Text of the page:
Foraging and Migration Ecology of Common Merganser

The New York State Department of Environmental Conservation spends approximately $7.7 million annually to support its fish hatcheries, which raises and stock approximately 900,000 pounds of fish per year. Brown trout (Salmo trutta), comprise about 55% by weight of the annual production. Given the financial costs involved with raising and releasing trout for put-and-take fisheries, the recent range expansion of Common Mergansers (Mergus merganser) across New York State is a concern of New York State Department of Environmental Conservation fisheries biologists. While many studies have documented merganser depredation levels of game fishes across North America, none have sufficiently addressed their effects in New York State and more specifically on hatchery reared brown trout post-release.


Project Title: Foraging and Migration Ecology of Common Merganser (Mergus merganser) in Southeastern New York, USA

Summary:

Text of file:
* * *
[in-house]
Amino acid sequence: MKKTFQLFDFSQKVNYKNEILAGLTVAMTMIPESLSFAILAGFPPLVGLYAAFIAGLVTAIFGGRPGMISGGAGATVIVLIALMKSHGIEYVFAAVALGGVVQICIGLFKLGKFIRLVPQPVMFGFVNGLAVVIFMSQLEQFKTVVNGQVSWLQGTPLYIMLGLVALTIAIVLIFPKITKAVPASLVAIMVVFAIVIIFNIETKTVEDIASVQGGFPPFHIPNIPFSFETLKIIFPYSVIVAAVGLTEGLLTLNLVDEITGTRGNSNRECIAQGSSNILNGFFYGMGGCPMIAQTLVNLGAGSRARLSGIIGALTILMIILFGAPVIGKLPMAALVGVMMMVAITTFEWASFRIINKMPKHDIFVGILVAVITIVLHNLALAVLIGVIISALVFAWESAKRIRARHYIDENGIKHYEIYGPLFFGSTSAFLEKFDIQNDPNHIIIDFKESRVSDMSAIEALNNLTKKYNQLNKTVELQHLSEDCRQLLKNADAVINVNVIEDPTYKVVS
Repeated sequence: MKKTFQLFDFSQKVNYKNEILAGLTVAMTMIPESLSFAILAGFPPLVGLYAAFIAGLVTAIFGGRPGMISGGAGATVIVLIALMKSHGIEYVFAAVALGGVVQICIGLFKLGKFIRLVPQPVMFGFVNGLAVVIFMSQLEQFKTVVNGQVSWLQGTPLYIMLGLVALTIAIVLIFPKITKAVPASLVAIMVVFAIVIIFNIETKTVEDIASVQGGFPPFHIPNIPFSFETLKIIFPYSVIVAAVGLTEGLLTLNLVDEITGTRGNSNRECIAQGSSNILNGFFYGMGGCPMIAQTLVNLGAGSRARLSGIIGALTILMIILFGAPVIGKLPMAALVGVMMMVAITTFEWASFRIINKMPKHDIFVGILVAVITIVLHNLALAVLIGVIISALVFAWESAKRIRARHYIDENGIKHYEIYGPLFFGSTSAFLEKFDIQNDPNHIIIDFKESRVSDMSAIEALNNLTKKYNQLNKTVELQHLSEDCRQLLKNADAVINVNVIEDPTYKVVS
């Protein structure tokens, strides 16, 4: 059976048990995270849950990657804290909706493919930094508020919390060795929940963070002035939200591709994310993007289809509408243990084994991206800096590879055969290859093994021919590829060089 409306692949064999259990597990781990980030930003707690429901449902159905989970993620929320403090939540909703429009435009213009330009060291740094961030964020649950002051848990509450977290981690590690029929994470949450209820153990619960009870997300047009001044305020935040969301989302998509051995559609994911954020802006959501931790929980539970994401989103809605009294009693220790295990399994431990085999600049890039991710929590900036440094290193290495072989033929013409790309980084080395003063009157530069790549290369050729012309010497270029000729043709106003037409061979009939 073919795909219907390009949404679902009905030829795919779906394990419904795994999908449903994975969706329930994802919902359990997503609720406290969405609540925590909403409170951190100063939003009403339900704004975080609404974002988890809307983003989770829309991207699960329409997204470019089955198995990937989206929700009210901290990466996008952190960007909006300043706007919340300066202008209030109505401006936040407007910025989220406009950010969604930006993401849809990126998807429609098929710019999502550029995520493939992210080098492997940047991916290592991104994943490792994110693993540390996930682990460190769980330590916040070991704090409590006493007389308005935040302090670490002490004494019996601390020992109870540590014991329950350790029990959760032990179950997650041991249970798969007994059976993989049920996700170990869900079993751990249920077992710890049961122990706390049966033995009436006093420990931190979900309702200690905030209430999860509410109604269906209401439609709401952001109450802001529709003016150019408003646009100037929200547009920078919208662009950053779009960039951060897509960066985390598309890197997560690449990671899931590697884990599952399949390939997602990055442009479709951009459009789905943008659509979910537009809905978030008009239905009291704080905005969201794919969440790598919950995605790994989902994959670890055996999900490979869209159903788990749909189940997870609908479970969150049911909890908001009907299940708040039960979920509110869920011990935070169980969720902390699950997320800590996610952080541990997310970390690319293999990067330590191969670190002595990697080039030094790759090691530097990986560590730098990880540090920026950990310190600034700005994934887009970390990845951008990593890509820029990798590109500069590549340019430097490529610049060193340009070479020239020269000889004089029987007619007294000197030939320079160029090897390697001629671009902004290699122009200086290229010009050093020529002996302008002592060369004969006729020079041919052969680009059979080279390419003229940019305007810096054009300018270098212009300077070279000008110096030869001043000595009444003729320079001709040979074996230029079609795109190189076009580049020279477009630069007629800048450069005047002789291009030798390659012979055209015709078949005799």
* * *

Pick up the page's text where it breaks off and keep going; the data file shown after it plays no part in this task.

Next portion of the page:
Our study is examining migration chronology, population size, and foraging ecology of Common Mergansers as it relates to released brown trout through the use of satellite telemetry, count surveys, and scientific collection of birds.

Location: Upper West Branch of the Delaware River, Delaware County, New York, USA

Timeline: 2009-2011

Field participants:
Joshua Stiller, M.S. Candidate, SUNY Environmental Science and Forestry
SUNY Cobleskill interns and volunteers
Rob Poprawski (technician)
New York State Department of Environmental Conservation biologist/technicians

Principal Investigators:
Dr. Guy Baldassarre, SUNY Environmental Science and Forestry
Bryan Swift, NYS Department of Environmental Conservation

Funding:
New York State Department of Environmental Conservation

Contact:
Joshua Stiller
129 Illick Hall, 1 Forestry Drive
SUNY Environmental Science and Forestry
Jcstille@syr.edu, Phone: (716) 200-2353